“But store up for yourselves treasures in heaven where moths and vermin do not destroy and where thieves do not break in and steal. For where your treasure is there your heart will be also” (Matt 6:20-21).
Is it possible to achieve great success and still maintain our moral compass? Many people do and when they do their reward is great. But what if we are just normal? What if we are the kid that moves to town and can’t catch a football or stop people in their tracks with our beauty. What if we are just regular people living life day-to-day and going about our business to the best of our ability? What if our best will never win us awards? What if we live a life full of kindness and no one ever notices? What if we live a life, working hard every single day and no one notices? What if people continue to expect perfection from us and we know that we will never live up to their standards while still living within our moral compass?
What is important? That we excel at all cost, compromising our morals and standards to gain recognition and false friendships. Friendships that are based on our performance and not on trust or respect? Or is it more important to live a life, happy to be who we are? Normal, and in great company I might add.
The onset of social media has increased our fear that we have to be the best and achieve more because every one on our page, it seems, is getting so much more than us, more awards, achieving more and doing more while we are just going through our everyday life. Social media measures our performance by likes. The more likes the more applause. We post our achievements and our children’s achievements because we like the applause.
Can we get to a point in our lives when we decide that, we’re not living for applause? If we can’t get to the top or get to be the best without losing ourselves and hurting people along the way can we realize that where we are is okay because our adoration is not based on performance.
“He calls me chosen, free forgiven, wanted, child of the King,
His forever, held and treasured…
I am loved”
(Battistelli, Fieldes, Mosley, 2014
What does it mean to be adored? Is it better to be loved or adored?
Love is a noun, which means it’s a thing. It just sits there and does nothing. The definition of love is an intense feeling of deep affection. The definition of affection is a gentle feeling of fondness or liking.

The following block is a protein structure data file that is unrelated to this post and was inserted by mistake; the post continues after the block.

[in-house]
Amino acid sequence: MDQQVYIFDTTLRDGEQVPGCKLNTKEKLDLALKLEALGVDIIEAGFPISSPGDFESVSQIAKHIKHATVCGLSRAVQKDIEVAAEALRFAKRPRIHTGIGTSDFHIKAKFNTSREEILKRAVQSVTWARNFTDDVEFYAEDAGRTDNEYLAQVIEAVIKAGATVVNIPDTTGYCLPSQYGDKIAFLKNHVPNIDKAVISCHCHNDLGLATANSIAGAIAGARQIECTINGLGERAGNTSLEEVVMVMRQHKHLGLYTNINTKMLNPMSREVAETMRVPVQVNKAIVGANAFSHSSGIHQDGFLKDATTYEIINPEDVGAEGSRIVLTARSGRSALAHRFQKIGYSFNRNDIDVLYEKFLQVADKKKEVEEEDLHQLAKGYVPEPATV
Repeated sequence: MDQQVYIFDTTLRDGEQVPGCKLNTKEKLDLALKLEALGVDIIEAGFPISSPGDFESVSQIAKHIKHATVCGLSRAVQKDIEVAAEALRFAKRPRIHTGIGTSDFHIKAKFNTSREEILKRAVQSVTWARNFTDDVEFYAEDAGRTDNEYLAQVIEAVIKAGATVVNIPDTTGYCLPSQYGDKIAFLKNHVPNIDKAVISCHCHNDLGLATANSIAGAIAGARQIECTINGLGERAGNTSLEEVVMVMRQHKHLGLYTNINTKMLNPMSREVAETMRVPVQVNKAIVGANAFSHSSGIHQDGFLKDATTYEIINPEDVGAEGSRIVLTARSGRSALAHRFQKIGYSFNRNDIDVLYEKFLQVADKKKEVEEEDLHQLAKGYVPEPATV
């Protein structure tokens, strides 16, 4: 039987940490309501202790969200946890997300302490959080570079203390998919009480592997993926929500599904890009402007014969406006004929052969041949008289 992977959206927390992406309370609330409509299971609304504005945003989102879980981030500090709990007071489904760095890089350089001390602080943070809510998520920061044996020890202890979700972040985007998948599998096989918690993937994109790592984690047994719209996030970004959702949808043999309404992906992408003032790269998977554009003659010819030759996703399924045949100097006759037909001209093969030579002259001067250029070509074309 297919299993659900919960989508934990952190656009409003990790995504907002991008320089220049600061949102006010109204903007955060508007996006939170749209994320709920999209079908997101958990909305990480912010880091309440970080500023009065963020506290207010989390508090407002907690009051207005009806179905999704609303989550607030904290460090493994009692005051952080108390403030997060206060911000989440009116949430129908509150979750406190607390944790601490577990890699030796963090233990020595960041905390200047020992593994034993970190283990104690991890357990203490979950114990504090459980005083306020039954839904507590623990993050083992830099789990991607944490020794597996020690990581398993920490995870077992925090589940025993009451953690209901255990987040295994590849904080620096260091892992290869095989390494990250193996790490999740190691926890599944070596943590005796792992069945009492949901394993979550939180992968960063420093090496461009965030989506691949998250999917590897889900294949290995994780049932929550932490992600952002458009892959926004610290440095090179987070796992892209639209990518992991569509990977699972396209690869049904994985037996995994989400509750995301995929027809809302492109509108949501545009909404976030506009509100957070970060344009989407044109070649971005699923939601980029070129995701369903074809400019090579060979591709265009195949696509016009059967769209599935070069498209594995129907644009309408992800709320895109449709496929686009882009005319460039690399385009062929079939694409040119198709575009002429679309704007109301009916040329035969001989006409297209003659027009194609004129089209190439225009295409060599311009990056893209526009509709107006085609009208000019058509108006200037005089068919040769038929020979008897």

So, to love someone means that you have an intense feeling of fondness or liking for that person.
Adore on the other hand is a verb which means it is an action. It is something that you do. The definition of adore is; to love and respect deeply. We already know what the definition of love is, the definition of respect is; to admire deeply, which is also a verb.
When someone loves you it means that they like you an awful lot with an intense feeling of deep affection for you.
But to be adored by someone means that you are liked an awful lot with deep affection, (love) and also deeply admired, (respect).
Admire means to regard with respect or warm approval or to look at with pleasure.
My point is this:
If we are adored we are also loved, respected, admired deeply and looked on with pleasure. So this song represents God’s love as adoration for us, which is bigger than love.
“I’m already so adored” (Battistelli, Fieldes, Mosley, 2014).
If we could truly comprehend that God loves us to the point of adoration then we would understand we don’t need to live for applause, we are already so adored. We don’t have to be the best there is, just the best we can be. We can accept ourselves with all our flaws, striving to be better then we were yesterday. We could accept others with all their flaws. The pressure to preform in the top one percent would be gone. The pressure to be perfect would be gone. We could reach our goals while treating others with kindness. We could lift others up and step aside to watch them achieve greatness without feeling threatened. We wouldn’t feel the need to always have the spotlight we could sacrifice a little attention in order to let someone else get the applause?
Think about this: Should we love Jesus or adore Him?
“Word of the Father, now is flesh appearing. Oh come let us adore Him, oh come let us adore Him, oh come let us adore Him, Christ the Lord” (Wade, 1744).
In other words: Oh come let us love, respect, admire and look on Him with pleasure, Christ the Lord.